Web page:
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Sleep Problems Plague Children More Than Most Realize — Children's Hospital of Pittsburgh Expands Pediatric Sleep Program

New testing site lets Children's conduct pediatric sleep studies in comfortable, relaxing setting

Children's Hospital of Pittsburgh has announced the expansion of its Sleep Program - including a new testing site - to address the dramatic increase in the diagnosis of pediatric sleep disorders.

The new testing site, located next to Children's North in Wexford, Pa., includes four sleep rooms for outpatient sleep testing. Each room has comfortable beds for both patients and parents, as well as a private bathroom. The rooms are painted and decorated in a child-friendly fashion to ease the stress and anxiety of spending a night in a laboratory setting.

Children's currently has a hospital-based sleep lab at its main campus in Oakland which has two rooms offering overnight sleep studies for children with more complex medical problems.

Sleep disorders in children include: sleep apnea, sleep walking and talking (parasomnias), bed wetting, insomnia, restless leg syndrome and narcolepsy. The diagnosis of pediatric sleep disorders, especially sleep apnea, has increased greatly in recent years. Today, more than 2 million children suffer from sleep disorders and up to 40 percent of children do not get enough sleep, according to the National Institutes of Health.

"The medical community is now starting to realize the extent to which children can suffer sleep disorders and that these are disorders that don't just affect adults," said Sangeeta Chakravorty, MD, director of Sleep Medicine at Children's. "Children who had sleep disorders can be misdiagnosed with attention deficit hyperactivity disorder or behavioral problems, and they can have great difficulty in school."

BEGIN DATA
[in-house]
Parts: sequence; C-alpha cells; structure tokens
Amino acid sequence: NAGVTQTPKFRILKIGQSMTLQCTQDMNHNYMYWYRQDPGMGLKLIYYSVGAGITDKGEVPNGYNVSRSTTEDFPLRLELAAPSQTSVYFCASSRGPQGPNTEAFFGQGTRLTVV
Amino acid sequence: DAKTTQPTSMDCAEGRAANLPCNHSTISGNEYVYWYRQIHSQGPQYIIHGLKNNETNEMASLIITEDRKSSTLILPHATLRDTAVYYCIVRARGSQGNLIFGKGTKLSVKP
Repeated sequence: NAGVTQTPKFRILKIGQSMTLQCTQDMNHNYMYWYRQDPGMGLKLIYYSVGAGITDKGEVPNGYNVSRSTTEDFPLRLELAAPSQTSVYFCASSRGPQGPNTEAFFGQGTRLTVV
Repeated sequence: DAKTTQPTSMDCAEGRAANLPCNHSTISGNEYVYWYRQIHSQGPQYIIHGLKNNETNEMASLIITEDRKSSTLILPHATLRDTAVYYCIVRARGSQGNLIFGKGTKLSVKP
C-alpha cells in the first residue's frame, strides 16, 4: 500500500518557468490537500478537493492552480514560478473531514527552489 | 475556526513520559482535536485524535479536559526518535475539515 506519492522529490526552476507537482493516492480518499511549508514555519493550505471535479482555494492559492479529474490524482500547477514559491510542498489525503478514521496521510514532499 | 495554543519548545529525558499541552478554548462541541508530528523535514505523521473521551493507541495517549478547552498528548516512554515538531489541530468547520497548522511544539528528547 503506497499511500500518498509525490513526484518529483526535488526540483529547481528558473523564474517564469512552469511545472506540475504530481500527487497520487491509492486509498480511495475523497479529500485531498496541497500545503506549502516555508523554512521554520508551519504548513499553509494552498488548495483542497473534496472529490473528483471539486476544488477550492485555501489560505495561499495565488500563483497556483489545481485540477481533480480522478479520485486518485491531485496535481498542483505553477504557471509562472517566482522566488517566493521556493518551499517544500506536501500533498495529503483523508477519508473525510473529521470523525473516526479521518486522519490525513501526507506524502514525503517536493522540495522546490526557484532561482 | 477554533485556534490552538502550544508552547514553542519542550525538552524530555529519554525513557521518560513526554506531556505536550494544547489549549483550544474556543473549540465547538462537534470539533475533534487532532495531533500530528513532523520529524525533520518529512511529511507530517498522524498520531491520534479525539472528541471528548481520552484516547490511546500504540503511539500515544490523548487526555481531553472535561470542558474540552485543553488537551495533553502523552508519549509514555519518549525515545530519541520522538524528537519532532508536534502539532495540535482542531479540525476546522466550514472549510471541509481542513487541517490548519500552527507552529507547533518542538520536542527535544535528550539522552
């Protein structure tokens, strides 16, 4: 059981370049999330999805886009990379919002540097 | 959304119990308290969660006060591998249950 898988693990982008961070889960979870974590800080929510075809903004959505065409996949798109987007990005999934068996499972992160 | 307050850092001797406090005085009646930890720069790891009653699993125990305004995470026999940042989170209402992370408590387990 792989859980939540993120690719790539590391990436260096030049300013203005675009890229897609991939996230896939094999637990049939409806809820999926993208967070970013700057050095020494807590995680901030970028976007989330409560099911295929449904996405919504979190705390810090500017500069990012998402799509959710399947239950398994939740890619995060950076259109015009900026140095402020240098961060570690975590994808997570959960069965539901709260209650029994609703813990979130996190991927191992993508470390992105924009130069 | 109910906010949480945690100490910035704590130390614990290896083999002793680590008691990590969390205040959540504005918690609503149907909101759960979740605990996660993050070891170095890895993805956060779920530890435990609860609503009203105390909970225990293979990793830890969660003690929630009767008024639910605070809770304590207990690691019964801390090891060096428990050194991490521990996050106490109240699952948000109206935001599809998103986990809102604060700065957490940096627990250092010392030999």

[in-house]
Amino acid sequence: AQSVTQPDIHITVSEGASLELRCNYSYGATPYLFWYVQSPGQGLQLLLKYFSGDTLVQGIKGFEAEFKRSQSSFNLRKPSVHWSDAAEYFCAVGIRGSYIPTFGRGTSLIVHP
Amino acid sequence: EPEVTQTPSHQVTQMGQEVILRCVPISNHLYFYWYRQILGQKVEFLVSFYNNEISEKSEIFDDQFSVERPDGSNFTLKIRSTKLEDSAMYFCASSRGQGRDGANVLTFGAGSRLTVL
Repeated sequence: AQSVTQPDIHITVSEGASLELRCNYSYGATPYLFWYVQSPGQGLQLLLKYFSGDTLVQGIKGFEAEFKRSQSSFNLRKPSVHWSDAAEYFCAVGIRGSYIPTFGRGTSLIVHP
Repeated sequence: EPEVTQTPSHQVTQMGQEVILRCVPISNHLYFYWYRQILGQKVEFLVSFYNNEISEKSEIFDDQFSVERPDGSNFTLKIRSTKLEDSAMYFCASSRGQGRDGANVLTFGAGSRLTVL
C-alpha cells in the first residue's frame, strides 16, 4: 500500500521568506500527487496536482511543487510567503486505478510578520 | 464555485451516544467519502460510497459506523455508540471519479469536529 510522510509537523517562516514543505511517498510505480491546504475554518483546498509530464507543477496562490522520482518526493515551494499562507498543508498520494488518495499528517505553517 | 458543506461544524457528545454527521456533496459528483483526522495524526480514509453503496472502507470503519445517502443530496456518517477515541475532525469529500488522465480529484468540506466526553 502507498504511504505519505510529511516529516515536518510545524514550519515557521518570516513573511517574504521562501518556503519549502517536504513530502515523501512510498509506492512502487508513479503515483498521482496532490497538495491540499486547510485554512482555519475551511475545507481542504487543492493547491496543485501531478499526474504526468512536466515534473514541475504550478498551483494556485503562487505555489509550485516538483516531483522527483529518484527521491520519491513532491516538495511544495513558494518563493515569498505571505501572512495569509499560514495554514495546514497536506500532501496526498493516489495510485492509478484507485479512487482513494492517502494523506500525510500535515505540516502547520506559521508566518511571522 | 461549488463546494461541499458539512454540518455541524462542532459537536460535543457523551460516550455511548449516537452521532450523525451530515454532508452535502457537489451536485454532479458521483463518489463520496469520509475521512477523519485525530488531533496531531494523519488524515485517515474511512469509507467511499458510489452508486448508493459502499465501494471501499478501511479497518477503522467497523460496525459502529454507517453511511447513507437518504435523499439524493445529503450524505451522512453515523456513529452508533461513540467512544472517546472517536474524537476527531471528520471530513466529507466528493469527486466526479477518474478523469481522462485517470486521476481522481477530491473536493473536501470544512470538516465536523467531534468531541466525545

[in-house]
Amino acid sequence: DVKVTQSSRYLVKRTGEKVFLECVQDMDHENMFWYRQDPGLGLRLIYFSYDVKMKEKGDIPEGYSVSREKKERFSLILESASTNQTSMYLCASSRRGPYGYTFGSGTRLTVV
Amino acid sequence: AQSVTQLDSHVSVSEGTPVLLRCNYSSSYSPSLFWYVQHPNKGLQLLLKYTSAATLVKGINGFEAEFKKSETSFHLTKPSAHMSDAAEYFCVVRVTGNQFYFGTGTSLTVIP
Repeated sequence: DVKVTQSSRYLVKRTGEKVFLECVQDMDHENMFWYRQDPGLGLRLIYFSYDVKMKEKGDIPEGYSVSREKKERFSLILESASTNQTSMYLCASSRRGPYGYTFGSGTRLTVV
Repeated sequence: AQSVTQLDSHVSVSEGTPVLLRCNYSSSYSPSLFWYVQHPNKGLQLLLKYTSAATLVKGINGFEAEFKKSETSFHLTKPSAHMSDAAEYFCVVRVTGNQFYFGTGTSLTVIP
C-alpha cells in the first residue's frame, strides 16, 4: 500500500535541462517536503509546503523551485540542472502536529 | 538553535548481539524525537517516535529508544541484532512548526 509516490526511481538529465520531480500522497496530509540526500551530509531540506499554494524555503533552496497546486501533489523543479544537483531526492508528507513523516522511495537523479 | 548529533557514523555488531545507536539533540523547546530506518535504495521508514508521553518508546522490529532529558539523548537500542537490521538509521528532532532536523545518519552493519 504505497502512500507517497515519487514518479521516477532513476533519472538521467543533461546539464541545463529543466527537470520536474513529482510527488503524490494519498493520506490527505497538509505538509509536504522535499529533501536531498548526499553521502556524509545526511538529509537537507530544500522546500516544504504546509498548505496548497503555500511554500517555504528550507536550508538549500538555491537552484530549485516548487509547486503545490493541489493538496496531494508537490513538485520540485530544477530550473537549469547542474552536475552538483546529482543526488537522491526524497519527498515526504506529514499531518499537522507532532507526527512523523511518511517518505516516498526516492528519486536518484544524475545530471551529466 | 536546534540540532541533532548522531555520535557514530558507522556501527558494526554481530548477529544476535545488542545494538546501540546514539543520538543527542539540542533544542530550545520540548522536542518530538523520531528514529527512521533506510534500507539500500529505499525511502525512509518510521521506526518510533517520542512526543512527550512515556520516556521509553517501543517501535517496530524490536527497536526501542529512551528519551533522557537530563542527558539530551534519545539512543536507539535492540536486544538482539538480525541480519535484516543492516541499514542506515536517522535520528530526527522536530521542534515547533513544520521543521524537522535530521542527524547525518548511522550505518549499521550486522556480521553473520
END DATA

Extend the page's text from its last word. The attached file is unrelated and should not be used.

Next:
Parents should be aware of the following symptoms, which could indicate a sleep disorder:

* Snoring
* Breathing pauses during sleep
* Difficulty staying awake during the day
* Unexplained decrease in daytime performance

Children's Sleep Program offers overnight sleep studies, during which monitors record a patient's snoring, pulse, breathing patterns, sleep stages, oxygenation and exhaled carbon dioxide. These recordings are then evaluated the following day by a sleep medicine specialist. The specialists can then develop a comprehensive treatment program that incorporates lifestyle changes and medical therapy.

Dr. Chakravorty, also an assistant professor of Pediatrics at the University of Pittsburgh School of Medicine, recently joined Children's Sleep Program. She is a member of the American Academy of Sleep Medicine and a diplomate of the American Board of Sleep Medicine. She also is certified by the American Board of Sleep Medicine and the American Board of Psychiatry and Neurology. For more information about Dr. Chakravorty or Children's Division of Pulmonary Medicine, Allergy and Immunology, which includes the Sleep Program, please visit www.chp.edu.

Contacts:
Marc Lukasiak, 412-692-7919 or 412-692-5016, Marc.Lukasiak@chp.edu
Melanie Finnigan, 412-692-5502 or 412-692-5016, Melanie.Finnigan@chp.edu

Last Update
June 17, 2008
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Last Update
June 17, 2008
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